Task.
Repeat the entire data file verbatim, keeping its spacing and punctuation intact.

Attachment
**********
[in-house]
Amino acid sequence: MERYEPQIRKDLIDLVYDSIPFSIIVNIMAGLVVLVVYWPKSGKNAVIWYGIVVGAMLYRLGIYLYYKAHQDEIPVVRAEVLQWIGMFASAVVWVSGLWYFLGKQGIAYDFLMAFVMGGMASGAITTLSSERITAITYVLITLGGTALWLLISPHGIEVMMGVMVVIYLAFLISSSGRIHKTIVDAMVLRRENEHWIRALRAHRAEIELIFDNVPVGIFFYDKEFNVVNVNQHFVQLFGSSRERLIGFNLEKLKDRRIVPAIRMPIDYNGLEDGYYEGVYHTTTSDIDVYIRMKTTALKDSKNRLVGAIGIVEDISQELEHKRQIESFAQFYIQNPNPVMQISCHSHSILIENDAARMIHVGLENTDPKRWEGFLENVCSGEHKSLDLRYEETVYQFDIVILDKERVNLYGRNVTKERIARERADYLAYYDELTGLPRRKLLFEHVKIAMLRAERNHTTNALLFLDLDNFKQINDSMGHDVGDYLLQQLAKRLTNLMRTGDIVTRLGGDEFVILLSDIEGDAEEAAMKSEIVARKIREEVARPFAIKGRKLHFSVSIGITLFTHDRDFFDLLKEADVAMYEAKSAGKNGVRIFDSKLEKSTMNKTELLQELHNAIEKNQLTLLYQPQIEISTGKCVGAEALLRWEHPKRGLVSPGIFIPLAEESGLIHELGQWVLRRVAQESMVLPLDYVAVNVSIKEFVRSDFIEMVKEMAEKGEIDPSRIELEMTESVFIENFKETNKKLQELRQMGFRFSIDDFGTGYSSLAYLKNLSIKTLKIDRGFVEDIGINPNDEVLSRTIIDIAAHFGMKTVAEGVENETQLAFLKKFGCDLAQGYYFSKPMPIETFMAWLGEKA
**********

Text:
[in-house]
Amino acid sequence: MERYEPQIRKDLIDLVYDSIPFSIIVNIMAGLVVLVVYWPKSGKNAVIWYGIVVGAMLYRLGIYLYYKAHQDEIPVVRAEVLQWIGMFASAVVWVSGLWYFLGKQGIAYDFLMAFVMGGMASGAITTLSSERITAITYVLITLGGTALWLLISPHGIEVMMGVMVVIYLAFLISSSGRIHKTIVDAMVLRRENEHWIRALRAHRAEIELIFDNVPVGIFFYDKEFNVVNVNQHFVQLFGSSRERLIGFNLEKLKDRRIVPAIRMPIDYNGLEDGYYEGVYHTTTSDIDVYIRMKTTALKDSKNRLVGAIGIVEDISQELEHKRQIESFAQFYIQNPNPVMQISCHSHSILIENDAARMIHVGLENTDPKRWEGFLENVCSGEHKSLDLRYEETVYQFDIVILDKERVNLYGRNVTKERIARERADYLAYYDELTGLPRRKLLFEHVKIAMLRAERNHTTNALLFLDLDNFKQINDSMGHDVGDYLLQQLAKRLTNLMRTGDIVTRLGGDEFVILLSDIEGDAEEAAMKSEIVARKIREEVARPFAIKGRKLHFSVSIGITLFTHDRDFFDLLKEADVAMYEAKSAGKNGVRIFDSKLEKSTMNKTELLQELHNAIEKNQLTLLYQPQIEISTGKCVGAEALLRWEHPKRGLVSPGIFIPLAEESGLIHELGQWVLRRVAQESMVLPLDYVAVNVSIKEFVRSDFIEMVKEMAEKGEIDPSRIELEMTESVFIENFKETNKKLQELRQMGFRFSIDDFGTGYSSLAYLKNLSIKTLKIDRGFVEDIGINPNDEVLSRTIIDIAAHFGMKTVAEGVENETQLAFLKKFGCDLAQGYYFSKPMPIETFMAWLGEKA